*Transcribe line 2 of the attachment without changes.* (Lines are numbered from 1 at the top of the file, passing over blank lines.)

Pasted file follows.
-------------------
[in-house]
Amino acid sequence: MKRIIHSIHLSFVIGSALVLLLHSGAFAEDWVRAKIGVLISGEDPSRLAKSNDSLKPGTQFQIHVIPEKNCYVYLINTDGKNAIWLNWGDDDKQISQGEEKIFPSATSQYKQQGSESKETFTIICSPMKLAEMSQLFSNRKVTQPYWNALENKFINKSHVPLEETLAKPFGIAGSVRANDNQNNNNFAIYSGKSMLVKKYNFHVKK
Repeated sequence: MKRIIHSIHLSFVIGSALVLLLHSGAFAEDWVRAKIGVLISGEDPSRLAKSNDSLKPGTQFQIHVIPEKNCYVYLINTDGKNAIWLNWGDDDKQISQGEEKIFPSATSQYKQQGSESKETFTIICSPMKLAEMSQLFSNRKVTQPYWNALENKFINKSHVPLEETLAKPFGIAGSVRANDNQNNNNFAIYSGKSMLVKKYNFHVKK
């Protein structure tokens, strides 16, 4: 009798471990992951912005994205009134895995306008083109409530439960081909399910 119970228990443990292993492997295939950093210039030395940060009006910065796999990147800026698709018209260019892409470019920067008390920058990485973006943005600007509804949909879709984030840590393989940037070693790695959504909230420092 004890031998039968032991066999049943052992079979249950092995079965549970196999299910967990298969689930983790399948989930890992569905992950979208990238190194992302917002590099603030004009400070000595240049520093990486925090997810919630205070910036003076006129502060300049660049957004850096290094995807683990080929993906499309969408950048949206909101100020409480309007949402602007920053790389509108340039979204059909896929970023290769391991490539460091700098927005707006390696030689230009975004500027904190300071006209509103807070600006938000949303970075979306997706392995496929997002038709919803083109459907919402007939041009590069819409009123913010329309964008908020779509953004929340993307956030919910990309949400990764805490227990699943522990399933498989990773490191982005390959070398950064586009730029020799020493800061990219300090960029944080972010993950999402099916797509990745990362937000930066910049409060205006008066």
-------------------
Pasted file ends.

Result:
Amino acid sequence: MKRIIHSIHLSFVIGSALVLLLHSGAFAEDWVRAKIGVLISGEDPSRLAKSNDSLKPGTQFQIHVIPEKNCYVYLINTDGKNAIWLNWGDDDKQISQGEEKIFPSATSQYKQQGSESKETFTIICSPMKLAEMSQLFSNRKVTQPYWNALENKFINKSHVPLEETLAKPFGIAGSVRANDNQNNNNFAIYSGKSMLVKKYNFHVKK